So, coming back to the core issue, lets address the statements in this picture:
To be blunt, not all coaches/programs are created equal. We say "trust the process" assuming that no matter what program your wrestler is in, no matter who their coach is, no matter what partners they have, that they are guaranteed success.
It's just not true. At all.
Before too many people get angry and stop reading, let me try and break some of this down with science.
In my own quest to see what I could do to optimize my son and daughter's potential in wrestling I studied about sports genetics, and sports performance science. I learned a lot about what is genetic and what is trainable in any athletic endeavor. I recommend this book:
This book will help you understand in detail specifically what genetics plays a role in and what it does not. It details real world examples of athletes who performed well solely due to genetics and those who instead mastered the craft of their sport to have success.
But it also spends a lot of time debating if athletics is genetics OR "10,000 hours" theory. The 10,000 hours theory is that if you practice anything for 10,000 hours you will master it. When I decided to look into this I came across scientific works about what is called "Deliberate Practice".
The exact scientific study can be found here: The Cambridge Handbook of Expertise and Expert Performance. Ericsson, K. A., Charness, N., Feltovich, P. J., & Hoffman, R. R. (2006). New York: Cambridge University Press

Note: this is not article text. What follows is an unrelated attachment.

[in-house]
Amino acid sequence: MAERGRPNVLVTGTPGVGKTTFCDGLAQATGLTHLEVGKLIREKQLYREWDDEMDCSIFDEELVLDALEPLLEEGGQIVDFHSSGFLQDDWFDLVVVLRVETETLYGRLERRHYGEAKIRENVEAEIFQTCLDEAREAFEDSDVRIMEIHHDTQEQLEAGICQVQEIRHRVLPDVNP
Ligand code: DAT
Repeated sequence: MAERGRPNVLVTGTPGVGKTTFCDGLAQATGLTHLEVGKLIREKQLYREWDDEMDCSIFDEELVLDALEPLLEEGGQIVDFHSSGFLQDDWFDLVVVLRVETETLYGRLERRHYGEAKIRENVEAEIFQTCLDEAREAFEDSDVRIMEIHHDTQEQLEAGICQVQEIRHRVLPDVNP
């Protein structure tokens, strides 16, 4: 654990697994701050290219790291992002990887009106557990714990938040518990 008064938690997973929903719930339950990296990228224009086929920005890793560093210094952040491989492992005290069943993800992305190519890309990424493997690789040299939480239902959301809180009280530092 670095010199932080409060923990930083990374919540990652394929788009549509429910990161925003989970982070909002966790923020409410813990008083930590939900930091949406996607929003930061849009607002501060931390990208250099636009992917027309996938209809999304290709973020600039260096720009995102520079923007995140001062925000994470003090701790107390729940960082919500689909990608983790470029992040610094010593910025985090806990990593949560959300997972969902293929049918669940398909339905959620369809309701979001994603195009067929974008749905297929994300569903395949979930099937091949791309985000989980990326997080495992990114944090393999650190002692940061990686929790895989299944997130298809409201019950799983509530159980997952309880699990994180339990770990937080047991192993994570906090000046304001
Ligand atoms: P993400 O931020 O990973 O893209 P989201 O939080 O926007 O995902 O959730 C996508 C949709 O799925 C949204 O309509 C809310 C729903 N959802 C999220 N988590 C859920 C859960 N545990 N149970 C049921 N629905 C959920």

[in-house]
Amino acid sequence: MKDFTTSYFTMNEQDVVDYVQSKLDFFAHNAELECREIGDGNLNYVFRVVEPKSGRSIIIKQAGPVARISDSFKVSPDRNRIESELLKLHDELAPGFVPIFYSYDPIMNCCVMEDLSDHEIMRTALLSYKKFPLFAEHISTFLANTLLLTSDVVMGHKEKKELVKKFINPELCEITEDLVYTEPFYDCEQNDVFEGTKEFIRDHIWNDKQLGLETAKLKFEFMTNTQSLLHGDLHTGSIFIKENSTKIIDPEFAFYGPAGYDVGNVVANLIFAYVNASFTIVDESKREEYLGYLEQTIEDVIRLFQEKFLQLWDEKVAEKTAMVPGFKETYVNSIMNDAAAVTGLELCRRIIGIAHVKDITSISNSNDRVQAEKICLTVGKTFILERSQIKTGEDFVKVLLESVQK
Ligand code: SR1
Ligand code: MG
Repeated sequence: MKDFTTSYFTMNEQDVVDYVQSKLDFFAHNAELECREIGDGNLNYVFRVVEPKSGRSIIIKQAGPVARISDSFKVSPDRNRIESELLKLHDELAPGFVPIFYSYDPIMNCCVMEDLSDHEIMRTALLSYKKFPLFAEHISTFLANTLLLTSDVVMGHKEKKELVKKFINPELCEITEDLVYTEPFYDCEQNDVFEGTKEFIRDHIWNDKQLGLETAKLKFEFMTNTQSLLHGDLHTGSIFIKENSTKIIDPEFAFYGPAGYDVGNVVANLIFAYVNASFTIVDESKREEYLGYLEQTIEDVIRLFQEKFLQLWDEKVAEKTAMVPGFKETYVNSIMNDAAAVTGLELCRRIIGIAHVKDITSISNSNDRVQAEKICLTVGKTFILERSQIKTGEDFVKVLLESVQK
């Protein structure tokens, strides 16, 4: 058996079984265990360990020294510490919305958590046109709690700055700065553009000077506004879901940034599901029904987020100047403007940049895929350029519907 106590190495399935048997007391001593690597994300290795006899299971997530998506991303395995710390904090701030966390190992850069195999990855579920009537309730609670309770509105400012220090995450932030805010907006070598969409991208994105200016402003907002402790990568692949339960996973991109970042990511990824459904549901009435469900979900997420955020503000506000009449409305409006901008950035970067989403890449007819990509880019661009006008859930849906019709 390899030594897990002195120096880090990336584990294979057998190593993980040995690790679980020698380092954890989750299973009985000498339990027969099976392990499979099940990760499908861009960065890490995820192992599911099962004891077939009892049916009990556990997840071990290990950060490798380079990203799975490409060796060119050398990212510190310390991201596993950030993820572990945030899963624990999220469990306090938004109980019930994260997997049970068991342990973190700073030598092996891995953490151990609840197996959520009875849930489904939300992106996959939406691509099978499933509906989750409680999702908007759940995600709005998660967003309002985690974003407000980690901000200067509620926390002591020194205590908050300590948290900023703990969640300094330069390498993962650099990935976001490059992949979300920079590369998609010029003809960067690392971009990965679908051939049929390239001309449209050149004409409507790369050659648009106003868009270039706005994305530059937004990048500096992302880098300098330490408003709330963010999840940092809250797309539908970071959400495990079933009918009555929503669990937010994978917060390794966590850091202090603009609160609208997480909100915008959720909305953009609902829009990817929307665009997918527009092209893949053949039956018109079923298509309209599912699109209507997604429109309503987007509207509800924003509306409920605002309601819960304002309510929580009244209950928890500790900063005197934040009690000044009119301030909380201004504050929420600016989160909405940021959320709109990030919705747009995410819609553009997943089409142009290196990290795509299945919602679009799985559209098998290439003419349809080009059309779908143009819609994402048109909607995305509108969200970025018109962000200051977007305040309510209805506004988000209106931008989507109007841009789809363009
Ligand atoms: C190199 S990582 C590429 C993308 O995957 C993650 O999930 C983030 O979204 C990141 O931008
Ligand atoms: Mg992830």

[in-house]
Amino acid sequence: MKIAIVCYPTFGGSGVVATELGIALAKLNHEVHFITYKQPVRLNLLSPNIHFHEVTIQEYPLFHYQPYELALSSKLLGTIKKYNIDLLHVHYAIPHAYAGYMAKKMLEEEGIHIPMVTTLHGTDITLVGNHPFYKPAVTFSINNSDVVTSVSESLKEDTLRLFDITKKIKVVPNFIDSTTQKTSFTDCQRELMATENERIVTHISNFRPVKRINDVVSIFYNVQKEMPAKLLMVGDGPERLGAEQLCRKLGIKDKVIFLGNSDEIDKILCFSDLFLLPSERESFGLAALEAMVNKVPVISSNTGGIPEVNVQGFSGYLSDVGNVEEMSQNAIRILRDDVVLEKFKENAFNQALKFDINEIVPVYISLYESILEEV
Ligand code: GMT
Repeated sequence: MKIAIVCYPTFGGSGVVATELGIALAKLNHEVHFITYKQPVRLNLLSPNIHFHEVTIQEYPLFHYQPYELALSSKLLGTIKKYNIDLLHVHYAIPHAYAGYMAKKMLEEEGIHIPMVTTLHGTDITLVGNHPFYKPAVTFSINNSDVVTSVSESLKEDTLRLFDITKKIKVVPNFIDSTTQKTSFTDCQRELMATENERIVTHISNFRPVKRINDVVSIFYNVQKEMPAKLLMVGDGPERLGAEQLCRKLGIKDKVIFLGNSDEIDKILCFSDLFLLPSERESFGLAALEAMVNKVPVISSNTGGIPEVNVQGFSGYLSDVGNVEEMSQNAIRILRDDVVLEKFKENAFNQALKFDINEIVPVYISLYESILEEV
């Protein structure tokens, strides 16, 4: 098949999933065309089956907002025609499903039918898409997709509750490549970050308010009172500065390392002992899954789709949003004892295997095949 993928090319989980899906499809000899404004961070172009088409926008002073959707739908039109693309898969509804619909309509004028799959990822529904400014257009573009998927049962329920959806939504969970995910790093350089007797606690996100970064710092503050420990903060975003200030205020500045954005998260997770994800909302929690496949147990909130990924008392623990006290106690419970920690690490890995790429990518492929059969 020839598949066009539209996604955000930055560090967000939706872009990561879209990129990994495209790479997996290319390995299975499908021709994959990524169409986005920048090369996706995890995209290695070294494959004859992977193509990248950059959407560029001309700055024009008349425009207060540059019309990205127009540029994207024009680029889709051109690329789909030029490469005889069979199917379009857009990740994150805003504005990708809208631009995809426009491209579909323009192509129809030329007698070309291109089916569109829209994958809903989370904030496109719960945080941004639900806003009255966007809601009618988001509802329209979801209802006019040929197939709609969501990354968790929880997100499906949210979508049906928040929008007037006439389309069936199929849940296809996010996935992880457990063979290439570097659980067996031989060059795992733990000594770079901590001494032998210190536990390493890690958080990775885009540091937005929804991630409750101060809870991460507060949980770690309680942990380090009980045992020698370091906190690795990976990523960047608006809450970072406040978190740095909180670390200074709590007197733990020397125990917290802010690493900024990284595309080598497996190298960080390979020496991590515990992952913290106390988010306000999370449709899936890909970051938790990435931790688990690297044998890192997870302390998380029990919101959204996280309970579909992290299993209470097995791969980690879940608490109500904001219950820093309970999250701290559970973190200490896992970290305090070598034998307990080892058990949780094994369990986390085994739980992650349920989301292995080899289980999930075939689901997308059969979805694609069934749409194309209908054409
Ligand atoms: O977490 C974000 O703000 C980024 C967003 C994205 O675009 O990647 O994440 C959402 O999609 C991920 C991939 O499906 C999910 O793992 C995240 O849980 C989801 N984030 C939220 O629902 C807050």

It will cost you money, so I have also provided this article that does a good job of summarizing the findings of the study: "The Making of an Expert" by Harvard Business Review
For the sake of this conversation, I will give a brief summary of my own.
A group of scientists did a lengthy study to test the "10,000 hours" theory. They used extremely elite violin players. What they discovered was that it's not just 10,000 hours of repetition that takes a kid from making awkward noises with their instrument in the bedroom practicing alone to success in an orchestra. (If anything, this habit is why so many instruments are left in attics abandoned) It takes 10,000 hours of repetition under direct supervision, with careful and meticulous correction. And full focus on the part of the practicing student. How does this play out in wrestling?
The simple scientific truth is that mastering any skill to a high level requires meticulous attention to detail on the part of the teacher, and proactive meticulous correction of mistakes. It is literally detrimental to allow an athlete to do anything incorrect in repetition. It is without question vital that an athlete repeat a movement correctly and it is vital that they not repeat it incorrectly without correction ever. If this means we only drill something ten times as opposed to one hundred? So be it.